Influx of ‘red capital’ raises fears for editorial independence in Hong Kong media
Analysts question role of two mainland investors in consortium that has come to the rescue of pay TV firm i-Cable
The restructuring of cash-strapped pay TV firm i-Cable Communications underlines the growing mainland Chinese presence in Hong Kong’s media sector.
While mainland investors are forbidden from holding a controlling interest in television stations under the communications regulatory regime, academics argue that the involvement of “red capital” will inevitably affect editorial decisions in local media – with or without political intention.
I-Cable’s white knight, Forever Top, led by property tycoon David Chiu Tat-cheong, counts two mainland investors as shareholders – Guangzhou R&F Properties chairman Li Sze-lim and John Zhao Huan, president of private equity firm Hony Capital. They will collectively control 18.75 per cent of shares upon completion of the deal.
Chiu led a consortium of business heavyweights that agreed to provide a HK$1 billion lifeline to the paid television provider.
“It appears to be a business decision, but it could have a political effect,” To Yiu-ming, associate professor in Baptist University’s department of journalism, said.
He said the management’s wish to expand its business news coverage – including a potential move to transfer reporters covering China and Hong Kong news to the business desk – would inevitably reduce coverage of politically sensitive news.
Even though mainland investors had a minority shareholding, To said their presence could further expand through subsequent investments if the TV station continued to lose money.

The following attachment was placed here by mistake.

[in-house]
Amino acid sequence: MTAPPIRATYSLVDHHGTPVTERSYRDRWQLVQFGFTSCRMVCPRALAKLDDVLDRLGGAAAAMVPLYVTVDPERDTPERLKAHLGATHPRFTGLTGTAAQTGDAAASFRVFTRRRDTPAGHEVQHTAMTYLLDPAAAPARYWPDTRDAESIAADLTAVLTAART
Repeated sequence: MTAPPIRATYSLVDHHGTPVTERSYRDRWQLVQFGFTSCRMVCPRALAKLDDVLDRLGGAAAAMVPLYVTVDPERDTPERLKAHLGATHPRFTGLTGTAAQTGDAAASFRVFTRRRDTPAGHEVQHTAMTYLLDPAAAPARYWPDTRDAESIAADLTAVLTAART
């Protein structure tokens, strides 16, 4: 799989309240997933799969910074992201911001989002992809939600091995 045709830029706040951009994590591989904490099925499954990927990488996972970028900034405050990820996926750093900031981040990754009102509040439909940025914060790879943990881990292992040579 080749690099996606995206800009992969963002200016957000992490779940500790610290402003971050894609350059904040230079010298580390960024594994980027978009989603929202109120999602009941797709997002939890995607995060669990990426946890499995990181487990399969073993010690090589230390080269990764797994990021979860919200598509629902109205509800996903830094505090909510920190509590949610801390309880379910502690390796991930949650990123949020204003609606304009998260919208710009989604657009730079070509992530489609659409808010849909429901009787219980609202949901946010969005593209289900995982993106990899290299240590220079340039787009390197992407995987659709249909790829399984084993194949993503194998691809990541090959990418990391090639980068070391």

“I don’t see much financial benefits [for mainland firms] to invest in i-Cable,” he said, given that the company had been losing money since 2008 and there was no lack of competitive TV programmes on the mainland.
While the fresh capital means most of i-Cable’s more than 2,000 staff would keep their jobs, Hong Kong Journalists’ Association chairwoman Sham Yee-lan raised concerns that editorial independence could be impaired with the backing of red capital.
“We have seen some very bad examples before,” Sham said.
Mainland investor Wong Ching promised to turn ATV into “Asia’s CNN”, but critics said his mismanagement and meddling in the newsroom were to blame for huge losses in viewers and the station’s closure.
However, Sham said she would not jump to conclusions quickly. “We should not label the investors solely based on their background. We should wait and see,” she said.
Ronald Chiu Ying-chun, executive director of i-Cable News, said on Friday that editorial independence would not be affected as he believed the new investors had no intention of altering its journalistic practices or value. He believed they were attracted by i-Cable’s market value.
Hong Kong and Kowloon Trades Union Council staged a protest at i-Cable’s headquarters on Friday. The council said it was not acceptable for a proposed lay-off involving about 200 staff.
Secretary for Commerce and Economic Development Greg So Kam-leung said the bureau would process i-Cable’s request to further extend the deadline of the renewal its pay TV licence as soon as possible.
It earlier requested to extend the deadline to the end of May when its current licence expires, instead of next Wednesday.